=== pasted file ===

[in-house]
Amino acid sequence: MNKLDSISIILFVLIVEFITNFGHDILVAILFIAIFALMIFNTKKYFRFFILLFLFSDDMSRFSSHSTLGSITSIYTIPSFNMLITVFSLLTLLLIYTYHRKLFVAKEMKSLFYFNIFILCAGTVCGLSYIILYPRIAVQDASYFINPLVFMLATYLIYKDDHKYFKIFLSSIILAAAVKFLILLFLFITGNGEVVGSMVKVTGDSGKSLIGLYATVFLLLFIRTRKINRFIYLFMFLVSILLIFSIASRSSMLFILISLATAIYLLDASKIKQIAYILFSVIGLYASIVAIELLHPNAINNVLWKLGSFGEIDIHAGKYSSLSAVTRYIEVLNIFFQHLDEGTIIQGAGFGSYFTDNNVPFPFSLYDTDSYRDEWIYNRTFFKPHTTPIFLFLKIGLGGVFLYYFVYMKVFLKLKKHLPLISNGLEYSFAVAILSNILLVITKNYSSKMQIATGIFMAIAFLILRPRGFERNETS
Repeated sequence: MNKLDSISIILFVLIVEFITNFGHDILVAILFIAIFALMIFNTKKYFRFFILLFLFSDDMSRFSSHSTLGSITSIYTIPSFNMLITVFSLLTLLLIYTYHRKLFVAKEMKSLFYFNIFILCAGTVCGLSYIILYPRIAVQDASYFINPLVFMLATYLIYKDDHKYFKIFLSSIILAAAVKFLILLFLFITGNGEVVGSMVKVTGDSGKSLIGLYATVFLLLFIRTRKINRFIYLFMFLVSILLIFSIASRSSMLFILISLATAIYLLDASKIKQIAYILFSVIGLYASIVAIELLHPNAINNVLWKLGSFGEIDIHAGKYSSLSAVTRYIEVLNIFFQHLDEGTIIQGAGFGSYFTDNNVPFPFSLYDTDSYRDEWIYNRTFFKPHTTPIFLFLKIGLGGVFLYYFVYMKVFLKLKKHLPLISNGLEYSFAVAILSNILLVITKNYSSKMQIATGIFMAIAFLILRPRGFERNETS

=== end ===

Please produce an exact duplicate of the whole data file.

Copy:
[in-house]
Amino acid sequence: MNKLDSISIILFVLIVEFITNFGHDILVAILFIAIFALMIFNTKKYFRFFILLFLFSDDMSRFSSHSTLGSITSIYTIPSFNMLITVFSLLTLLLIYTYHRKLFVAKEMKSLFYFNIFILCAGTVCGLSYIILYPRIAVQDASYFINPLVFMLATYLIYKDDHKYFKIFLSSIILAAAVKFLILLFLFITGNGEVVGSMVKVTGDSGKSLIGLYATVFLLLFIRTRKINRFIYLFMFLVSILLIFSIASRSSMLFILISLATAIYLLDASKIKQIAYILFSVIGLYASIVAIELLHPNAINNVLWKLGSFGEIDIHAGKYSSLSAVTRYIEVLNIFFQHLDEGTIIQGAGFGSYFTDNNVPFPFSLYDTDSYRDEWIYNRTFFKPHTTPIFLFLKIGLGGVFLYYFVYMKVFLKLKKHLPLISNGLEYSFAVAILSNILLVITKNYSSKMQIATGIFMAIAFLILRPRGFERNETS
Repeated sequence: MNKLDSISIILFVLIVEFITNFGHDILVAILFIAIFALMIFNTKKYFRFFILLFLFSDDMSRFSSHSTLGSITSIYTIPSFNMLITVFSLLTLLLIYTYHRKLFVAKEMKSLFYFNIFILCAGTVCGLSYIILYPRIAVQDASYFINPLVFMLATYLIYKDDHKYFKIFLSSIILAAAVKFLILLFLFITGNGEVVGSMVKVTGDSGKSLIGLYATVFLLLFIRTRKINRFIYLFMFLVSILLIFSIASRSSMLFILISLATAIYLLDASKIKQIAYILFSVIGLYASIVAIELLHPNAINNVLWKLGSFGEIDIHAGKYSSLSAVTRYIEVLNIFFQHLDEGTIIQGAGFGSYFTDNNVPFPFSLYDTDSYRDEWIYNRTFFKPHTTPIFLFLKIGLGGVFLYYFVYMKVFLKLKKHLPLISNGLEYSFAVAILSNILLVITKNYSSKMQIATGIFMAIAFLILRPRGFERNETS